In an abandoned house in Poughkeepsie, New York murder investigators uncover hundreds of tapes showing decades of a serial killer's work.


John Erick Dowdle


Drew Dowdle (story), John Erick Dowdle
3,428 ( 795)





Credited cast:
Stacy Chbosky ... Cheryl Dempsey
Ben Messmer ... Edward Carver
Samantha Robson ... Samantha
Ivar Brogger ... Leonard Schway
Lou George ... Felton Lewis
Amy Lyndon ... Alice Endrisart
Michael Lawson Michael Lawson ... Simon Alray
Ron Harper ... Mike Moakes
Kim Kenny Kim Kenny ... Pam Frears
Rest of cast listed alphabetically:
Iris Bahr ... Aretha Creely
Scott Beehner ... Jason Ribling
Kelli Bielema Kelli Bielema ... Jane Gerber
Linda Bisesti ... Sandra Willets
Lisa Black Lisa Black ... Victoria Dempsey
Marissa Blanchard Marissa Blanchard ... Girl Scout 1


When hundreds of videotapes showing torture, murder and dismemberment are found in an abandoned house, they reveal a serial killer's decade-long reign of terror and become the most disturbing collection of evidence homicide detectives have ever seen. Written by Tribeca Film Festival

Plot Summary | Plot Synopsis


The Terror is Real See more »

Motion Picture Rating (MPAA)

Rated R for sadistic violence and torture, including terror and graphic descriptions | See all certifications »

Parents Guide:

View content advisory »

Did You Know?


The news anchors and reporters were from Minneapolis/St Paul, the director's home town. See more »


The news article describing the police raid on the house with the tapes describes the house as having three stories, but it appeared to be only one story. See more »


Victoria Dempsey: ...I guess I realized that I didn't have as much hope as I thought.
See more »

Crazy Credits

There is an additional scene after the credits See more »


References Psycho (1960) See more »

User Reviews

uneven tone and uneven quality
28 February 2021 | by phenomynoussSee all my reviews

For some reason I was fully expecting this to be brutal and particularly violent and traumatic and as such just instinctively avoided it for a while. But boredom got the better of me and I went and watched it. Thankfully it is not as overly gorey or gruesome as I expected, instead relying a lot on extreme discomfort and the implications of torture without actually seeing much of the actual torture.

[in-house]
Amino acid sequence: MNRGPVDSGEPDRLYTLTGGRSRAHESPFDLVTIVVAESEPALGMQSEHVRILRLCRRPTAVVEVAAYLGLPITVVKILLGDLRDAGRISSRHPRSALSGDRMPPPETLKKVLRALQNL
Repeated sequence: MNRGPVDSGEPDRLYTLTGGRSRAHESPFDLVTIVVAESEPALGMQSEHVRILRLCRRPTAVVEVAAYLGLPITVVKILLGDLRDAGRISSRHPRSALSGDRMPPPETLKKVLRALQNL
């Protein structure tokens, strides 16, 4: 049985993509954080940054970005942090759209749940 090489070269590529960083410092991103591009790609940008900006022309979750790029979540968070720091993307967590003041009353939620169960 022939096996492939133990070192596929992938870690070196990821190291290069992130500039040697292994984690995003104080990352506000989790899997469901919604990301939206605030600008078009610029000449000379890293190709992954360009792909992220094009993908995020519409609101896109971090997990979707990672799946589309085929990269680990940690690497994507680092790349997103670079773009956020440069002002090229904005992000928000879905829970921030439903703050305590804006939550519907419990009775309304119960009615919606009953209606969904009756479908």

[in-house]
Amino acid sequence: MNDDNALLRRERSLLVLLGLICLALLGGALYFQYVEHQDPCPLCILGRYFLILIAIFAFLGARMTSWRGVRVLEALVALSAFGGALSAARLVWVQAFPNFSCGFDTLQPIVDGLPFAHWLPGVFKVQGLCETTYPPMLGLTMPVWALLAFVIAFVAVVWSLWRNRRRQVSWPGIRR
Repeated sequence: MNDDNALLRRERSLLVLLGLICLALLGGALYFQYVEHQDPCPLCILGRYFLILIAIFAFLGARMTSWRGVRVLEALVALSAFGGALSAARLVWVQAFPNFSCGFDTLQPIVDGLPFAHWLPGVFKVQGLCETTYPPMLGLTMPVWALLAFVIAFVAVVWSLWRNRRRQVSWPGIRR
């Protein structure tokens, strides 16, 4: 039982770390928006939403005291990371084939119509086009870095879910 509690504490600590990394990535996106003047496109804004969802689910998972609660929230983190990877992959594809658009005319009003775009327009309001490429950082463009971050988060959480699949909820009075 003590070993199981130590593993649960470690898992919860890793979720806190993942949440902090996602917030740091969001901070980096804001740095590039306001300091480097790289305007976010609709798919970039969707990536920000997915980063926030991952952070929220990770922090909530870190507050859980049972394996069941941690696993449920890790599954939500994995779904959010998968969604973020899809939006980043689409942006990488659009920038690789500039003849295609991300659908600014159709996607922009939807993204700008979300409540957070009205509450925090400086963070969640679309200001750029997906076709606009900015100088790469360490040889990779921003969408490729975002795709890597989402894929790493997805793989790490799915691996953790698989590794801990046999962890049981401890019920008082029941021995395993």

The story is one of cops in Poughkeepsie New York finding a huge stash of VCR tapes during a raid on a serial killer's house, and there's literally thousands of tapes chronicling the killer kidnapping and killing people. It all unfolds in a documentary style which serves very well as a framing device.

But right away the film starts to quake a bit. Some of the actors portraying FBI agents or specialists look badly out of place or way too young, some of the actors add in unrealistic comments that are supposedly meant to show just how extreme this killer is/was.

The uneven quality of the acting starts to cause some of these scenes to be literally laughable, as an FBI specialist, in his most overly dramatic "barely holding it together voice" tells us that his wife accidentally watched 30 minutes of a tape and wouldn't let him touch her for over a year. Even remembering it now just made me laugh out loud not because of how it sounds, but just the absurdly serious way it was delivered.

Other events that are supposed to be serious, including even clips from the tapes themselves, filmed by the killer, sometimes struggle to maintain a balance between the theatrical/macabre and the absurd, in particular whenever the killer is shown dressed in his Plague Doctor costume. No matter how brutal or disturbing the content on screen is, the ridiculous theatricality just makes me laugh.

Some of the content matter actually fares better as a result of this unintentional comedy; without the absurd image of the killer walking on all fours with a mask on the back of his head, it would be much more difficult to take in the more brutal and sadistic things he does.

But at the same time, some of these "unintentional comedy" moments aren't a naturally flowing element to leaven a horrible moment. A lot of the police and witness interviews just try too hard to come across as "Serious true crime Netflix presents AmazonPrime documentary" and it comes across as almost wacky as a result.

The way the killer is repeatedly described as being an almost Mary Sue-ish caliber of serial killer, able to always outsmart the cops at every turn, always have everything pre-planned to perfection, described in such a way like if the killer was a Sith Lord, he would be "more powerful than Darth Vader and the Emperor and Darth Maul put together on steroids baaaa"

Some of the unexpected best parts of the film are when it touches upon Cheryl Dempsey, the longest-running victim of the killer, that it could almost become the story of her alone, her experiences and how it permanently damaged her as a person. But most of the film is spent fixating on the serial killer like he was a living Terminator, an absolute unstoppable genius that would make Hannibal Lecter look like a buffoon.

In fact it spends so much time hyping up the killer that I ended up spending more time laughing at the film than being disturbed or grossed out by it.

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Frequently Asked Questions

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Release Date:

2 January 2009 (Canada) See more »

Also Known As:

The Poughkeepsie Tapes See more »

Filming Locations:

Los Angeles, California, USA See more »

Company Credits

Show more on IMDbPro »

Technical Specs




Aspect Ratio:

1.85 : 1
See full technical specs »

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